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More Companies Are Taking On The Challenge Of Capturing Carbon Dioxide


You know when you have a goal and you're nowhere near meeting that goal? Well, that's where the world is right now with reducing carbon emissions. Scientists have said emissions from fossil fuels must fall to zero by mid-century to avoid the worst effects of climate change. Now, if we're going to get to zero, it will take some dramatic measures, including much better ways to capture carbon dioxide. NPR's Jeff Brady is here to help us understand all this.

Jeff, let's start with the basics. What do we mean when we say carbon capture?

JEFF BRADY, BYLINE: Well, it could be two things - either capturing it, say, from a smokestack before it's released into the air or pulling it out of the air after it's already there. And you can capture CO2 before it's released from a smokestack using a chemical process. There are examples of this. There's one in Texas at a coal power plant. About 10% of that plant's emissions are captured. There's another that I've seen up in Alberta, Canada, that's reducing emissions from a fossil fuel plant. But both of these projects - they're expensive. They're heavily subsidized, so we haven't seen many plans for more plants like those. One was recently announced for an existing coal plant in New Mexico, but that's at the very beginning development stages.

CORNISH: And the carbon dioxide that's already in the atmosphere - talk about how you capture that.

BRADY: This a lot trickier because the CO2 isn't concentrated like it is at a smokestack. I visited a plant north of Vancouver, British Columbia, to see how this is done. There's this big machine. It's called an air contactor, and it looks sort of like an oversized semi-trailer with a huge fan on top. At the front, it sounds like a waterfall. Chemist and engineer Jenny McCahill told me the liquid is a chemical solution, and as the fan pulls air through the falling solution, it sucks carbon dioxide from the air.

JENNY MCCAHILL: The air contactor is a workhorse. So we're taking the CO2 in the atmosphere, which is about 400 PPM - parts per million...


MCCAHILL: ...Which is about .04%.

BRADY: And this figure of about 400 parts per million - that's important because that's high enough to change the climate but it's just a fraction of 1% of what's in the air. So you have to move a lot of air through this machine to have any effect on the environment.

CORNISH: Jeff, it sounds like you would need many, many more of these machines.

BRADY: Yeah, thousands and thousands of them - and there is a really large plant that's going to be built in Texas, but it would take so many of them, and it's so expensive. And these plants - they create more problems because each plant requires a lot of energy. So, you know, it can be tempting to think that this could be a solution to removing CO2 from the atmosphere and still burn fossil fuels, but it's really not. It's more likely this kind of a plant will be one element of an overall effort to address climate change. It could buy countries more time before the worst effects of climate change start to happen.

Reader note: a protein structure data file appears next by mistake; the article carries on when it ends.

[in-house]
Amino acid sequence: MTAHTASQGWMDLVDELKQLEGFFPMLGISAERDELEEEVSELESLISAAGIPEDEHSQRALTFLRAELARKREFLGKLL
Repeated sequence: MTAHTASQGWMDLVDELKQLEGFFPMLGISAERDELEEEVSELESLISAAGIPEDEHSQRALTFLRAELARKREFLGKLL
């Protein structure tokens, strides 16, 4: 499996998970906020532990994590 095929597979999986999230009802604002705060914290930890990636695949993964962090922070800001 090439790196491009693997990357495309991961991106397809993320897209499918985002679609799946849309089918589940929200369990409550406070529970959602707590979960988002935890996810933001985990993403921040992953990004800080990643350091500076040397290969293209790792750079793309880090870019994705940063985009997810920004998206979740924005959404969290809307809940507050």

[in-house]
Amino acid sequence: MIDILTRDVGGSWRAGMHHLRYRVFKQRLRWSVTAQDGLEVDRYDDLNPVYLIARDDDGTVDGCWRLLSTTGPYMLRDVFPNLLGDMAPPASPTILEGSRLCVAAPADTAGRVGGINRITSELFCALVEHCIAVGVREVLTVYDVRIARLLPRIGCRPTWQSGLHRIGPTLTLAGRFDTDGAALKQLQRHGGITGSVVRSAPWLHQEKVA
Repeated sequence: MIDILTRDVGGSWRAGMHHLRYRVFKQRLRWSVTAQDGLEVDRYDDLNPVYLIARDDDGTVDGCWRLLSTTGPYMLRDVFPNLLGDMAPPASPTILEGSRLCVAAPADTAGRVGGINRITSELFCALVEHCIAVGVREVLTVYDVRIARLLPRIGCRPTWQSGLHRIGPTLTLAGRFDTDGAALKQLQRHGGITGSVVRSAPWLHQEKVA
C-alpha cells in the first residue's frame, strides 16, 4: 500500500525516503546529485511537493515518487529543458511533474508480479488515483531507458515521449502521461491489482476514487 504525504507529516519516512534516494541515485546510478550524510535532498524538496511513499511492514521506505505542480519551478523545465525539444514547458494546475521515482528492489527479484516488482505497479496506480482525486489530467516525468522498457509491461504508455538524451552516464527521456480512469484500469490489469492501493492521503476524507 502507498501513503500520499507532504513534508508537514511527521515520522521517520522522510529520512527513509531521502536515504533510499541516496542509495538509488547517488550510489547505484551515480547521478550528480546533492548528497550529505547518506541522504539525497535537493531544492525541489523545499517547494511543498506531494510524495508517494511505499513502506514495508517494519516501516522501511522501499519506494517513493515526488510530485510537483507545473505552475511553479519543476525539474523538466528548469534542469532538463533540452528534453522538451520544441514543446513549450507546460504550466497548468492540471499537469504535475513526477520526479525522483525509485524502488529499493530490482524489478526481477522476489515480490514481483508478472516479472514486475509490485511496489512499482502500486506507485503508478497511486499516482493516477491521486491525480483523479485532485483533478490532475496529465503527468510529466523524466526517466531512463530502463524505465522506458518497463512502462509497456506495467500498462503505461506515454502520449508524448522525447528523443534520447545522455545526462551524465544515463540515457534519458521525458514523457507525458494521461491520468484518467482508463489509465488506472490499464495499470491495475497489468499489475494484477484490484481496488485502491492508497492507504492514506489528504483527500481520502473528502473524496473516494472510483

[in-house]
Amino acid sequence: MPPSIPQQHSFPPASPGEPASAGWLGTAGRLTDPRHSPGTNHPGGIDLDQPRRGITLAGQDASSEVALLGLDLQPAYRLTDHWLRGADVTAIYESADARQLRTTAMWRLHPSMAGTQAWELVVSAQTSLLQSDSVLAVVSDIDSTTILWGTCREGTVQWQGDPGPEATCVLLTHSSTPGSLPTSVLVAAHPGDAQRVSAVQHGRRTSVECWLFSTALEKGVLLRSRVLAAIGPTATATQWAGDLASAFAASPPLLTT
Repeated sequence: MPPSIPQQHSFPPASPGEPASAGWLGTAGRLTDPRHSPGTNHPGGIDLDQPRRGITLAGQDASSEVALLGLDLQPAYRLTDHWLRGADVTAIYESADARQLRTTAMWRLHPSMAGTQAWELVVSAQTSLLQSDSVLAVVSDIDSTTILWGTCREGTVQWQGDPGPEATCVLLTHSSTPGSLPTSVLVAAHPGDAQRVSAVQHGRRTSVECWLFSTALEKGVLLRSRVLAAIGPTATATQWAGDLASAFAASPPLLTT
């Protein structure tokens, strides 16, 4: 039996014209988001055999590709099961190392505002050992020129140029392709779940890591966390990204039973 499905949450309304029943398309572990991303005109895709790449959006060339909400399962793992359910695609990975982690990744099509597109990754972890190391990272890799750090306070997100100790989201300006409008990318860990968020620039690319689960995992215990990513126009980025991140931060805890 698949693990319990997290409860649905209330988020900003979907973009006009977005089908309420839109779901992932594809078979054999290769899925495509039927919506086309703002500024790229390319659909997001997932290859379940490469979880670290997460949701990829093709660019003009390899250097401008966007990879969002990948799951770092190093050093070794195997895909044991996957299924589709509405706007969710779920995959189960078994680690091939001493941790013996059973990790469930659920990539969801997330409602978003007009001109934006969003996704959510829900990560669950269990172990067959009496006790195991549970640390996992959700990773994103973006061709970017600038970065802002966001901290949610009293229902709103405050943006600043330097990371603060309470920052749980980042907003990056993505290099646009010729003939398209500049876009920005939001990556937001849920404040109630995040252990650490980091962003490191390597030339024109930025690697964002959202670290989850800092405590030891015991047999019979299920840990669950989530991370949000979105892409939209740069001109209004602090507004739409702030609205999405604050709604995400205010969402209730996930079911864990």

CORNISH: You said it's one element, and I want to know. Once the carbon dioxide is captured, what happens to it?

BRADY: You know, probably the most effective thing you could do is put it back in the ground and just leave it there, but that isn't a very profitable business model, so companies are looking for ways to use the CO2 they capture. Kind of ironically, the oil industry can use it. Drillers inject carbon dioxide into oil wells to boost production, which, of course, can lead to more CO2 emissions. You can also use CO2 in products. There's the fizz in carbonated drinks. Several companies in the U.S. and Europe are using captured CO2 for fizzy drinks. And you can grow plants with it. There's a marijuana-growing operation in Pennsylvania that wants to capture CO2 emitted from a natural gas power plant and use it in its greenhouses.

CORNISH: So you've described all these carbon capture projects, but I think we need a reality check. I mean, is this technology that could make a difference in actually slowing climate change?

BRADY: You know, technically, it could, but there's so many questions around the cost and the policies that you need to make it happen. The fact that it's not profitable now - that's really hindering the industry's growth. Still, there are some companies involved in this work. They're getting some attention. There are some federal tax credits coming down that are designed to boost those new projects. And recently, big oil companies have invested in some of these projects. Exxon Mobil is helping one company develop its carbon capture technology. Chevron and Occidental also are investing in projects. And this is important because oil companies have a lot of scientific expertise and money, and it's going to take a lot of both of those things to get this industry off the ground.

CORNISH: That's NPR's Jeff Brady.

Jeff, thanks for explaining it to us.

BRADY: Thank you, Audie. Transcript provided by NPR, Copyright NPR.

Jeff Brady is a National Desk Correspondent based in Philadelphia, where he covers energy issues and climate change. Brady helped establish NPR's environment and energy collaborative which brings together NPR and Member station reporters from across the country to cover the big stories involving the natural world.